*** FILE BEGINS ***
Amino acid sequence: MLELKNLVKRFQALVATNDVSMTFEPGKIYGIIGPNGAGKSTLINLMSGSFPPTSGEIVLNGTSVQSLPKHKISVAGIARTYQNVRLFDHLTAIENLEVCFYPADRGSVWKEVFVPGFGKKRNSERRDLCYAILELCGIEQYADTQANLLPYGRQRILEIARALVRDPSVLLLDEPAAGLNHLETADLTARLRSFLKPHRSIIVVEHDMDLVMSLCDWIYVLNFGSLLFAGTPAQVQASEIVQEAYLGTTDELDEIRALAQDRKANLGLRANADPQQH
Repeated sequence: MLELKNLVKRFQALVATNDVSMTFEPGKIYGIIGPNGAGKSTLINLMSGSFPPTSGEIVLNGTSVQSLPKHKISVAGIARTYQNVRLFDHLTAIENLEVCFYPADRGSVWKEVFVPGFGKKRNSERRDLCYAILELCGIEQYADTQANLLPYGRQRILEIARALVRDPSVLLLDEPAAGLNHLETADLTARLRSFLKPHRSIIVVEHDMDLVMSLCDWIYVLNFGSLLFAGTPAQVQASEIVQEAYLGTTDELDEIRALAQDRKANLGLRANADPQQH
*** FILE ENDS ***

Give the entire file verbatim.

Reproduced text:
Amino acid sequence: MLELKNLVKRFQALVATNDVSMTFEPGKIYGIIGPNGAGKSTLINLMSGSFPPTSGEIVLNGTSVQSLPKHKISVAGIARTYQNVRLFDHLTAIENLEVCFYPADRGSVWKEVFVPGFGKKRNSERRDLCYAILELCGIEQYADTQANLLPYGRQRILEIARALVRDPSVLLLDEPAAGLNHLETADLTARLRSFLKPHRSIIVVEHDMDLVMSLCDWIYVLNFGSLLFAGTPAQVQASEIVQEAYLGTTDELDEIRALAQDRKANLGLRANADPQQH
Repeated sequence: MLELKNLVKRFQALVATNDVSMTFEPGKIYGIIGPNGAGKSTLINLMSGSFPPTSGEIVLNGTSVQSLPKHKISVAGIARTYQNVRLFDHLTAIENLEVCFYPADRGSVWKEVFVPGFGKKRNSERRDLCYAILELCGIEQYADTQANLLPYGRQRILEIARALVRDPSVLLLDEPAAGLNHLETADLTARLRSFLKPHRSIIVVEHDMDLVMSLCDWIYVLNFGSLLFAGTPAQVQASEIVQEAYLGTTDELDEIRALAQDRKANLGLRANADPQQH